Thursday 26 March 2020 12:10 am

Working from home? You still need to dress to impress

Chaps, if you’ve very recently begun working from home for some reason, you may be finding it difficult to adjust. The lack of shape to your day, the upsetting of your usual routine, can be disorientating.

Sure, your initial idea that you’d be able to lie on the sofa in nothing but your briefs, dipping in and out of Netflix as you lazily rat-tat-tatted away at your laptop, might have seemed fun to those of you attuned to the environs of a windowless city office.

But take it from someone who works from home all the time — sooner or later, that hazy nirvana gives way to anxiety, and a listlessness that gnaws at your core. It’s better not to get to that state at all, if you can help it, and it may surprise you to hear that getting dressed, properly, is one such way of avoiding it.

Read more: Interiors: Working from home? Here’s four tips to make it a bit more bearable

Rediscover the art of the uniform

At school, you loathed that you were made to wear a uniform. Even now, at work, you may despise the fact that you have to wear a suit. But all those years of regimented routine have done something to your brain: they have conditioned the process of getting ready for work as an essential step in, well, getting ready to work.

Now, no one is saying you need to don the same blue two-piece you’ve resorted to for the last god-knows-how-many-years, but there is something cathartic about putting on a proper pair of trousers, a shirt, and maybe even a tie.

Yes, it may seem unnecessary, yes, it can feel a little stuffy, and yes, it might not be as comfortable as your gym kit, but it’s not meant to be — it exists to keep you at your mental best.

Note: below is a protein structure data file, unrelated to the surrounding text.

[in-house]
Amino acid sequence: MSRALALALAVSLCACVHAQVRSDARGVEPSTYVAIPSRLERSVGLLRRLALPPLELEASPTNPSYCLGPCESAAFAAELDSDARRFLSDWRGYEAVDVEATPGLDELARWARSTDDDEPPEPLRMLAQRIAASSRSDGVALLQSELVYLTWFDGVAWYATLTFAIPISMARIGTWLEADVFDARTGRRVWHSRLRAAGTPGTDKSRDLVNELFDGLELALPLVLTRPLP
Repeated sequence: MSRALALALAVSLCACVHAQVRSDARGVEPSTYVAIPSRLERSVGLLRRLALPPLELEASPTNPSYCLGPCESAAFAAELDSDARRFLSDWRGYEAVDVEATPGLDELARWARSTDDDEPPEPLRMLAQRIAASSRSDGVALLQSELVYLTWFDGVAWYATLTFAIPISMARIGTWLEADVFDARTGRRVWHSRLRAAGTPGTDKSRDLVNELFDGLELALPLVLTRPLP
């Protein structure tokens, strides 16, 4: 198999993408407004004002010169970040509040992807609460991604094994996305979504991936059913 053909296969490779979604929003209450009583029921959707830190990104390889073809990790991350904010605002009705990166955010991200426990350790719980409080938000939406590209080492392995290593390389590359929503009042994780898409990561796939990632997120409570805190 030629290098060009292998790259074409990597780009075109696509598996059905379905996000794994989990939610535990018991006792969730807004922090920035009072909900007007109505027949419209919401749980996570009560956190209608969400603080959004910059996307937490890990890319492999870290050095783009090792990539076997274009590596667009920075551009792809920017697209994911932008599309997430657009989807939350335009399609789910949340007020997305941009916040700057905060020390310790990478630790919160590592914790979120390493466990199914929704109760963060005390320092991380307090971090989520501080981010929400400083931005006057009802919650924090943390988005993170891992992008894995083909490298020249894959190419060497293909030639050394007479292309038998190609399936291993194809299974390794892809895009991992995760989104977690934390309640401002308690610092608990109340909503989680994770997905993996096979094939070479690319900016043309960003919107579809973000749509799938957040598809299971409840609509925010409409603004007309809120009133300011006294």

Look in the mirror

What’s more, after a long day of working remotely, proper clothes make you feel better than casualwear — it’s more difficult to get that sagging, energy-sapping moment of feeling like a slob when you catch sight of yourself in the mirror at the end of the day, and see a figure looking back in a shirt rather than a hoodie and trackies.

If ever there were a time to experiment

But there’s something else to bear in mind: this awful pandemic provides you with a wonderful opportunity to try — and get away with — clothing you’d never dream of were you still in the office. No longer are you subject to peer pressure. It’s time to chance something a little bolder.

Perhaps you’ve got a penchant for blazers that are a bit “Don Draper at the weekend”, or maybe you own a number of vibrant pairs of trousers you just never seem to find the right environment for.

Or maybe smart isn’t your thing? What if you’re one of those people who drops hundreds of pounds on street labels and sneakers, but only ever takes the time to style them together once or twice a month?

Either way, you feel much better when you know you look good. So what’s stopping you?

Your country needs you… to buy more clothes

A lot of small British businesses are going to struggle through this period — the clothing industry, with shops shut to footfall, is chief among them. The likes of Loake, Pink, and Turnbull and Asser aren’t just for the office, and now your office is your home, maybe it’s time to make the likes of Folk, Oliver Spencer and Drakes start working for you.

Read more: Debate: Does the home-working trend caused by coronavirus herald the death of the office?

And finally, show that conference call who’s boss.

Just dressing for yourself still feels good — and you’ll be the snappiest looking person on the Zoom conference call, even if you’ve only bothered to dress from the waist up.


Benedict Spence is a freelance writer. He is on Twitter @BenedictSpence.

City A.M.'s opinion pages are a place for thought-provoking views and debate. These views are not necessarily shared by City A.M.

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